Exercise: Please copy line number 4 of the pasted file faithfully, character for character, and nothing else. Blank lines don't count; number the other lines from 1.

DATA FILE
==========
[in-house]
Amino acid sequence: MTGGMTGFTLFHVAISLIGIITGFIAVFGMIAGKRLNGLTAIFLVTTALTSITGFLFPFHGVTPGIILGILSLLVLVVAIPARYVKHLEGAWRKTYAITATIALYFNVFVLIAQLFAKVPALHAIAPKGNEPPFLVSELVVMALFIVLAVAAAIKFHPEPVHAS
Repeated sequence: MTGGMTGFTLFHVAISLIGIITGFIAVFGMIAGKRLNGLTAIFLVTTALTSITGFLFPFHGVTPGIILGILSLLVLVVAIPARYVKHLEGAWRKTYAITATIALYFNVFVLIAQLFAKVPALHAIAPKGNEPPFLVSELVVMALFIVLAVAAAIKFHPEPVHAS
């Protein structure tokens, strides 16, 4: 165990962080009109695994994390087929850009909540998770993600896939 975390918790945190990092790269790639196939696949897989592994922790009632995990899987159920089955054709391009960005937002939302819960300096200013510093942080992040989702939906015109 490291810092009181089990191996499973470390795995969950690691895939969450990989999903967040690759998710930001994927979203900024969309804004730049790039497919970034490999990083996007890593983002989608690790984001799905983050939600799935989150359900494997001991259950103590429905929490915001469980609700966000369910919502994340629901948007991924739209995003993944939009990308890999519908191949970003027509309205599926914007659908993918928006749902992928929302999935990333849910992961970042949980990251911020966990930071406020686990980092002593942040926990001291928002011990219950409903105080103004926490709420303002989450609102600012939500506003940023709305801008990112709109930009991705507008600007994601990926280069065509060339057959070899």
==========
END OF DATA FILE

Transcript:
């Protein structure tokens, strides 16, 4: 165990962080009109695994994390087929850009909540998770993600896939 975390918790945190990092790269790639196939696949897989592994922790009632995990899987159920089955054709391009960005937002939302819960300096200013510093942080992040989702939906015109 490291810092009181089990191996499973470390795995969950690691895939969450990989999903967040690759998710930001994927979203900024969309804004730049790039497919970034490999990083996007890593983002989608690790984001799905983050939600799935989150359900494997001991259950103590429905929490915001469980609700966000369910919502994340629901948007991924739209995003993944939009990308890999519908191949970003027509309205599926914007659908993918928006749902992928929302999935990333849910992961970042949980990251911020966990930071406020686990980092002593942040926990001291928002011990219950409903105080103004926490709420303002989450609102600012939500506003940023709305801008990112709109930009991705507008600007994601990926280069065509060339057959070899």